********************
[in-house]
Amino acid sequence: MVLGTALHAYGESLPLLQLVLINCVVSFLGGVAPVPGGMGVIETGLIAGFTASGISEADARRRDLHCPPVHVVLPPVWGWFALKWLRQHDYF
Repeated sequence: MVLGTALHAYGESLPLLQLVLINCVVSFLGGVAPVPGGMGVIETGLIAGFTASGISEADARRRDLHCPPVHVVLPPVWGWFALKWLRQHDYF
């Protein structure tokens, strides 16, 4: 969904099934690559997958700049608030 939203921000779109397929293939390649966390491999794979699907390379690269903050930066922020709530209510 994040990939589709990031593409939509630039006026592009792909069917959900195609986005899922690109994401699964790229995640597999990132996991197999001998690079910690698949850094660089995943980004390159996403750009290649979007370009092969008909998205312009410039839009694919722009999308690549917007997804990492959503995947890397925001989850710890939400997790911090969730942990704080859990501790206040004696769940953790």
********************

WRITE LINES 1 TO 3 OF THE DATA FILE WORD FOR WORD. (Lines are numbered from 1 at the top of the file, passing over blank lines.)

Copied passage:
[in-house]
Amino acid sequence: MVLGTALHAYGESLPLLQLVLINCVVSFLGGVAPVPGGMGVIETGLIAGFTASGISEADARRRDLHCPPVHVVLPPVWGWFALKWLRQHDYF
Repeated sequence: MVLGTALHAYGESLPLLQLVLINCVVSFLGGVAPVPGGMGVIETGLIAGFTASGISEADARRRDLHCPPVHVVLPPVWGWFALKWLRQHDYF